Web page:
- Modeling – Similar to prototyping, this provides a holistic concept of what is to be produced, allowing for logical work breakdown and development of a backlog of tasks or user stories.
- Configuration management – Disciplined method for tracking changes and versions of the software. This is indispensable for managing the output properly and usually is largely automated.
There is no single way to use any of these techniques. Self-managing teams need to come up with their own way of working, leveraging these techniques to best produce the results.
Dynamic Systems Development Method and Strategy
A unique aspect of DSDM is the emphasis on business drivers. In the graphic at the top, as well as the one below in the next section, the idea of establishing the business drivers up front is strongly emphasized.
DSDM is driven in large part by planning. It’s not just about execution, but rather by firmly determining which business drivers need to be satisfied.
On the strategy side, there should be a project sponsor or rep who is involved from the start and stays involved. This can help to ensure that the original business drivers do not get lost in the evolution of the project.
In addition to ensuring that the project stays on track toward strategic goals, the sponsor needs to be aware of strategic changes that might occur. This could result in range of direction, enhancing the project, or even canceling the project. This is at the core of ‘being agile’.
A PM Viewpoint of the DSDM Process
Here is a diagram which repurposes the graphic at the top of the page:
Here’s a short explanation:
- Initiate project – Always the first step!
- Establish business drivers – Determine what business objectives, strategic or improvement, the project needs to accomplish.
- Determine feasibility – Determine for the team and stakeholders that it’s possible to achieve the objectives for the project within acceptable timeline, budget, and quality standards.
- Build functional model – Take the feasibility to a more tangible level. Make the model robust enough to be able to create a Work Breakdown Structure and identify the tasks or user stories to proceed with design and build.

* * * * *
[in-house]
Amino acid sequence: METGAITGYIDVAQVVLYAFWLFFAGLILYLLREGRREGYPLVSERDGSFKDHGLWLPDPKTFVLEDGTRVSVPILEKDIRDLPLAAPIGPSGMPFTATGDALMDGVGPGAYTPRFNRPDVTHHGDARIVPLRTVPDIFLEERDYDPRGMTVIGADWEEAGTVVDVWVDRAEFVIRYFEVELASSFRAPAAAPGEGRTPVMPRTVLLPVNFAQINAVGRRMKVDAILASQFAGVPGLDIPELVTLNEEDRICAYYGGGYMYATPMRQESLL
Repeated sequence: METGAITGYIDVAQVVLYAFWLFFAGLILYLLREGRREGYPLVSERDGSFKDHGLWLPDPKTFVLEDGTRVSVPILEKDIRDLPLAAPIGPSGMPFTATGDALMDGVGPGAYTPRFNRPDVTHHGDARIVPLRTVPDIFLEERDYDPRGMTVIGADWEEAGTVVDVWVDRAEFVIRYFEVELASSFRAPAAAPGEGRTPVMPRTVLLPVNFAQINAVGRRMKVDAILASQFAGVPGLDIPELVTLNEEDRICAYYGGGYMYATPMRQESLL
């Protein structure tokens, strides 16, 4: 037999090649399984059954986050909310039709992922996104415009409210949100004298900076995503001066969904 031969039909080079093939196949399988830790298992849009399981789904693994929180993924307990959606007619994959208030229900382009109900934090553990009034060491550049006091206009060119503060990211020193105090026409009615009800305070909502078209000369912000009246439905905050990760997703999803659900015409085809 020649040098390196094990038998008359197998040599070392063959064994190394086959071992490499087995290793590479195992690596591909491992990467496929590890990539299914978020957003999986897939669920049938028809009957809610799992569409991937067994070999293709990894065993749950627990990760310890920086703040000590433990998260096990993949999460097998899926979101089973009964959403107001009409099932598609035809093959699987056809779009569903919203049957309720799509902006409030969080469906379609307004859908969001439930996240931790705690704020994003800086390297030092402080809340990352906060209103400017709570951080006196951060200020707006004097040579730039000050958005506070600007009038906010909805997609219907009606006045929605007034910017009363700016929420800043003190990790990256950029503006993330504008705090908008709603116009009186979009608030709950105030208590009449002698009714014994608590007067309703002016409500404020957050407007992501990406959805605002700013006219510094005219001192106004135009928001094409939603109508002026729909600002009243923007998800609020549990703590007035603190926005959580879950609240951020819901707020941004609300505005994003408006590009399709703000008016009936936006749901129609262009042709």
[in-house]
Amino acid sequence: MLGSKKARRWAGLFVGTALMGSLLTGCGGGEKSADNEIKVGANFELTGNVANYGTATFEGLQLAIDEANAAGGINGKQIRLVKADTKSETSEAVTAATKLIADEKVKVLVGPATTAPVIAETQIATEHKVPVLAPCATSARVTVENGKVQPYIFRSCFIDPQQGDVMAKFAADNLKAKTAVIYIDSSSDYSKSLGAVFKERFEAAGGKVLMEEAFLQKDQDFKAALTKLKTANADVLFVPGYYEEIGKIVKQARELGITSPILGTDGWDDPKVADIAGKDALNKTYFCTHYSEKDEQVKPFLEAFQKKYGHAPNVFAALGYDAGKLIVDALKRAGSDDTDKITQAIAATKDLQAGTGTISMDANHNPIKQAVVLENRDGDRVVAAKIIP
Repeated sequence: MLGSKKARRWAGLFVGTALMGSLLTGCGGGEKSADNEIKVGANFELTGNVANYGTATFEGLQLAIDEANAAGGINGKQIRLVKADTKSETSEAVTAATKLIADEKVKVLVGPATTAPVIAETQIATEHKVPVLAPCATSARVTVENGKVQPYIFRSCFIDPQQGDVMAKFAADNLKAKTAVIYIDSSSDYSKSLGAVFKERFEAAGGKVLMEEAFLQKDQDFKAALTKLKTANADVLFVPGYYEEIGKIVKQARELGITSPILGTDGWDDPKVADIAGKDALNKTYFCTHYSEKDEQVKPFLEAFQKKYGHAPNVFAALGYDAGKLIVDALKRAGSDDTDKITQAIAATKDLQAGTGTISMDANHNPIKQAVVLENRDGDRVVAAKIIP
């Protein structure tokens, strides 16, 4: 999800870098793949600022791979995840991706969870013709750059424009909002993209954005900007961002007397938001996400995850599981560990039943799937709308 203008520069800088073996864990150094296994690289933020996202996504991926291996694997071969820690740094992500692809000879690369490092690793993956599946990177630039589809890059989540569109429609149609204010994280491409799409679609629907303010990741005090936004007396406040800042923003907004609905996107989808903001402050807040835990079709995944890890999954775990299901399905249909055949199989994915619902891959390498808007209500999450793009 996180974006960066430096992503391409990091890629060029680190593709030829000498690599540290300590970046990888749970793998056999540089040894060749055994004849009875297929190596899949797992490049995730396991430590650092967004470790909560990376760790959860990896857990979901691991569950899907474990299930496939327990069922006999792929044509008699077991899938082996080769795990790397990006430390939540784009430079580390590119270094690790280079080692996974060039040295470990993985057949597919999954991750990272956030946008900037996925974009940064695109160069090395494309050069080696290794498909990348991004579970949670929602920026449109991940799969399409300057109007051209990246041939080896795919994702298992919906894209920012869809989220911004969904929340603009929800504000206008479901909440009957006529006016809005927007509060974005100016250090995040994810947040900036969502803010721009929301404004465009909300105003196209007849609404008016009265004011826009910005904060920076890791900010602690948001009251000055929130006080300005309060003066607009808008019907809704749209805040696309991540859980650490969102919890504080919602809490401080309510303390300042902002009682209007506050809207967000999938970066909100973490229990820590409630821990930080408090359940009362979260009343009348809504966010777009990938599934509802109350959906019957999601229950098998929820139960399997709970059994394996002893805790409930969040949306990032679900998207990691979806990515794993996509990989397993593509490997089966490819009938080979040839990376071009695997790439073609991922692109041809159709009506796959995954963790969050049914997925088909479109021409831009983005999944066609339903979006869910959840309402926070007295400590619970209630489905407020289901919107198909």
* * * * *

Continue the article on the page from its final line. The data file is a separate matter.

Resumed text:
- Design and build – Done iteratively, this is what happens in sprints. It takes the tasks or user stories from the prior step and executes. Design and build also includes testing.
- Deploy incrementally – It is a best agile practice to deliver working product early and often. Delivering value not only provides valuable feedback to the continuing process but also builds credibility with stakeholders. Go with a Minimum Viable Product (MVP) and improve from there.
- Complete project – Once an accumulation of features have been built to satisfy the stakeholders, the project can be closed.
DSDM uniquely combines some aspects of waterfall planning with agile approaches.
Conclusion and Further Resources
This post has identified the key principles and core techniques of the agile Dynamic Systems Development Method (DSDM). It has looked at the strategic implications, especially the emphasis on business drivers and full product development life cycle, of the DSDM approach. Finally, it has looked at DSDM from a project manager’s perspective and outlined a full project development life cycle flow diagram for the DSDM process.
The DSDM framework is owned and administered by the Agile Business Consortium (ABC), which is both non-profit and vendor independent.
1 thought on “Agile Dynamic Systems Development Method For Strategic PMs”
In this blog post, the author discusses the Agile Dynamic Systems Development Method (DSDM) and its application for strategic project management. The post begins by providing an overview of the DSDM approach and its origins. The author then highlights the benefits of using DSDM, including its focus on delivering business value, its iterative approach, and its ability to adapt to changing requirements.
The post also explores the key principles of DSDM, which include active user involvement, frequent delivery of working software, and collaboration between stakeholders. The author explains how these principles can be applied to strategic project management, emphasizing the importance of involving stakeholders throughout the project lifecycle and adapting the project approach based on feedback.
In addition, the post covers the phases of the DSDM lifecycle, which include feasibility, business study, functional model iteration, design and build iteration, implementation, and post-implementation. The author provides examples of how these phases can be applied in a strategic project management context and how they can help ensure that project objectives are achieved.
Finally, the post concludes by emphasizing the importance of selecting the right project management methodology for a given project and highlights the benefits of using DSDM for strategic project management.
Overall, the blog post provides a helpful introduction to the Agile Dynamic Systems Development Method (DSDM) and its application for strategic project management. The author provides clear explanations of the key principles and phases of DSDM and provides helpful examples of how it can be used to achieve project objectives. The post is well-written and engaging, making it a valuable resource for project managers seeking to improve their strategic project management skills.